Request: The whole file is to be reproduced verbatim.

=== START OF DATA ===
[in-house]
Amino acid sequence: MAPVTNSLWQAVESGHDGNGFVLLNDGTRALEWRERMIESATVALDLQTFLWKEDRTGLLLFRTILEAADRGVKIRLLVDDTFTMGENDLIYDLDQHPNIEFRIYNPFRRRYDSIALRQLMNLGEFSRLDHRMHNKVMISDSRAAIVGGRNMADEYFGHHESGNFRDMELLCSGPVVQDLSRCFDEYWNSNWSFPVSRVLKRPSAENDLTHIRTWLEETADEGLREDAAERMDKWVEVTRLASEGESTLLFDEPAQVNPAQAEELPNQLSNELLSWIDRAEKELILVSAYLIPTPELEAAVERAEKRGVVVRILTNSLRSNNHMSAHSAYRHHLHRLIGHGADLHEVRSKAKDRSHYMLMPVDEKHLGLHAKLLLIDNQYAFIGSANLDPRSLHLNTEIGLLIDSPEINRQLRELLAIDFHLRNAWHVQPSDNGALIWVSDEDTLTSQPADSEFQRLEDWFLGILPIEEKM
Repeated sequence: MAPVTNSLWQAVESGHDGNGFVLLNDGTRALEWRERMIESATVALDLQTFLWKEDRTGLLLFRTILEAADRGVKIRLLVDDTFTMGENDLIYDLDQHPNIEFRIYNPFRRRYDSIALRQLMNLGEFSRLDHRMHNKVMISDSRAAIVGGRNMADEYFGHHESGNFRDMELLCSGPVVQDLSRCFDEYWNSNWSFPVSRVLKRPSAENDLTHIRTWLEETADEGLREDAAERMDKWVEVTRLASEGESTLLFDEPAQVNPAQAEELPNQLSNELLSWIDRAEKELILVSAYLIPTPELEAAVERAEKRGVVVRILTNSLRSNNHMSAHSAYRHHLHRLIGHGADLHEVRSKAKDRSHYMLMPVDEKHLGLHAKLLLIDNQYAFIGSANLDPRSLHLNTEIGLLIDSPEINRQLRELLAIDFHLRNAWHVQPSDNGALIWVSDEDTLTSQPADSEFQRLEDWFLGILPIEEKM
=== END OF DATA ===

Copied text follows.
[in-house]
Amino acid sequence: MAPVTNSLWQAVESGHDGNGFVLLNDGTRALEWRERMIESATVALDLQTFLWKEDRTGLLLFRTILEAADRGVKIRLLVDDTFTMGENDLIYDLDQHPNIEFRIYNPFRRRYDSIALRQLMNLGEFSRLDHRMHNKVMISDSRAAIVGGRNMADEYFGHHESGNFRDMELLCSGPVVQDLSRCFDEYWNSNWSFPVSRVLKRPSAENDLTHIRTWLEETADEGLREDAAERMDKWVEVTRLASEGESTLLFDEPAQVNPAQAEELPNQLSNELLSWIDRAEKELILVSAYLIPTPELEAAVERAEKRGVVVRILTNSLRSNNHMSAHSAYRHHLHRLIGHGADLHEVRSKAKDRSHYMLMPVDEKHLGLHAKLLLIDNQYAFIGSANLDPRSLHLNTEIGLLIDSPEINRQLRELLAIDFHLRNAWHVQPSDNGALIWVSDEDTLTSQPADSEFQRLEDWFLGILPIEEKM
Repeated sequence: MAPVTNSLWQAVESGHDGNGFVLLNDGTRALEWRERMIESATVALDLQTFLWKEDRTGLLLFRTILEAADRGVKIRLLVDDTFTMGENDLIYDLDQHPNIEFRIYNPFRRRYDSIALRQLMNLGEFSRLDHRMHNKVMISDSRAAIVGGRNMADEYFGHHESGNFRDMELLCSGPVVQDLSRCFDEYWNSNWSFPVSRVLKRPSAENDLTHIRTWLEETADEGLREDAAERMDKWVEVTRLASEGESTLLFDEPAQVNPAQAEELPNQLSNELLSWIDRAEKELILVSAYLIPTPELEAAVERAEKRGVVVRILTNSLRSNNHMSAHSAYRHHLHRLIGHGADLHEVRSKAKDRSHYMLMPVDEKHLGLHAKLLLIDNQYAFIGSANLDPRSLHLNTEIGLLIDSPEINRQLRELLAIDFHLRNAWHVQPSDNGALIWVSDEDTLTSQPADSEFQRLEDWFLGILPIEEKM